As can be seen from above illustrations, even 50 liters may produce decent bass down to 30 Hz when placed e.g. 55 cm above floor, 110 cm to rear wall and 180 cm to side wall. This room-gain calculation is a simplified model and doesn't take into account a lot of things, but based on experience it does give a decent hint of where we're heading.

First listening impressions:

Having a pair of 65 liter cabs at hand I quickly set up the bass drivers and placed the AT-SWs on top. An electronic crossover, 24 dB-LR, made it easy to find a proper point of crossover between the two units. Playing a clean fender bass from a test CD is great tool to determine the best crossover frequency and 130-150 Hz made an overall coherent sound although the AT-SWs may do even better from being e.g. 15-20 cm closer to the bass driver - at least when listening at very short distance as my workshop only allows.

While playing the Fender bass track and adjusting the point of crossover from below 100 Hz to above 200 Hz I placed my finger tips on the 18H52 membrane of the AT-SW and I'm always amazed how much energy comes from the 100-200 Hz range. This is an indeed important frequency range and having a driver not capable of moving sufficient air leaves the overall sound thin and anaemic. 135 cm^2 like the 18H52 here does well down to 140-150 Hz, where an e.g. 6A77 with its 175 cm^2 does well to around 100 Hz. Using a 15H52 (95 cm^2) for mid we may have to increase point of crossover up to 300 Hz depending on front panel dimensions. The wider the panel, the deeper we can go.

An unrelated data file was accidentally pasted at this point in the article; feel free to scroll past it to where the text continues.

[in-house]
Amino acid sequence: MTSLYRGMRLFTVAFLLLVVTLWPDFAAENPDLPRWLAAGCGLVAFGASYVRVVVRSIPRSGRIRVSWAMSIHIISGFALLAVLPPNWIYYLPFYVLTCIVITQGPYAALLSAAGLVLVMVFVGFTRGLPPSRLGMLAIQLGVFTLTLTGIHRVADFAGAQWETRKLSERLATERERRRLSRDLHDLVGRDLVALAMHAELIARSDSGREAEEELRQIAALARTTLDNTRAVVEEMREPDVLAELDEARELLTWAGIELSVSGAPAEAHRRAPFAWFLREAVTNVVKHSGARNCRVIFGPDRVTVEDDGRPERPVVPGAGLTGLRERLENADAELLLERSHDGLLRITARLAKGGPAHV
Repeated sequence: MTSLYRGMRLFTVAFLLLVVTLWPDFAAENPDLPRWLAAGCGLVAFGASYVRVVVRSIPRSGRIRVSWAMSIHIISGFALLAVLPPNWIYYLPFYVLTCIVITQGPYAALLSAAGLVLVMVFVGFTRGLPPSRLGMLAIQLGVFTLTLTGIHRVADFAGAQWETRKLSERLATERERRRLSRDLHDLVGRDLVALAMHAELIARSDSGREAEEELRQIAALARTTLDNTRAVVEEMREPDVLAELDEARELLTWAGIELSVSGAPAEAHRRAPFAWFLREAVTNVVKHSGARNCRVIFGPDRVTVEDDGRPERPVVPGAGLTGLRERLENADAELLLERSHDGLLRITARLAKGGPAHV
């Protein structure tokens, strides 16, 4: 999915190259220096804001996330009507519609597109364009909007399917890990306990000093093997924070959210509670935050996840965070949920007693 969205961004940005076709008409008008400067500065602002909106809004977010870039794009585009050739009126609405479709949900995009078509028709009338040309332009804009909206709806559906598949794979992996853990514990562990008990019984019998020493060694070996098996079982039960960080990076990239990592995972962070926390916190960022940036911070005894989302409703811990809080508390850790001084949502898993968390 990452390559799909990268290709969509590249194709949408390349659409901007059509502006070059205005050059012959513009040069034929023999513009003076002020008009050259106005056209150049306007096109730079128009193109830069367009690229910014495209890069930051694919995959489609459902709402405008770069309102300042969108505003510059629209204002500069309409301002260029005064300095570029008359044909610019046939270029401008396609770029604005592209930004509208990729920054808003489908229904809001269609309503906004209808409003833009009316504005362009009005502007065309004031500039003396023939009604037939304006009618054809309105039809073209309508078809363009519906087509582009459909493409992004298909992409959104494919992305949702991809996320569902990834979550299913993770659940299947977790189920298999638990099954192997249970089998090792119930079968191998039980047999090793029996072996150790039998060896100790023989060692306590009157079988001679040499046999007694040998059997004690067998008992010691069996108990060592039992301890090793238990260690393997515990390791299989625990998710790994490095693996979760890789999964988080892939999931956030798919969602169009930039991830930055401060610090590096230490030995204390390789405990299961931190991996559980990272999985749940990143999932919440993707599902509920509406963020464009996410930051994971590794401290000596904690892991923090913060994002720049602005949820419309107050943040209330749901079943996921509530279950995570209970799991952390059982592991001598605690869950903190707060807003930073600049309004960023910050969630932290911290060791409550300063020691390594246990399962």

The result from these experiments left no doubt in my mind that a system like this is a go! These bass drivers are exceptionally good. Clean, punchy and dry bass is the result from these 65 liter cabs initially fitted with 2 Variovents. Now, Variovents may be good for drivers having a higher Qt compared to these 10C77s, thus new rear panels were made and fitted with two 68 mm ports of 22 cm length, providing Fb ~28 Hz.Thanks to the generous motor system, these 10C77s' are control-freaks. I'm sure the majority of speakers that will be made from these driver will be vented systems.

Control is indeed what comes to mind when listening to these 10C77s. Adding two 68 x 220 mm vents to the rear brought things into perspective. Variovents with these drivers is a miss-fit. I don't think I've ever heard better bass from a vented system.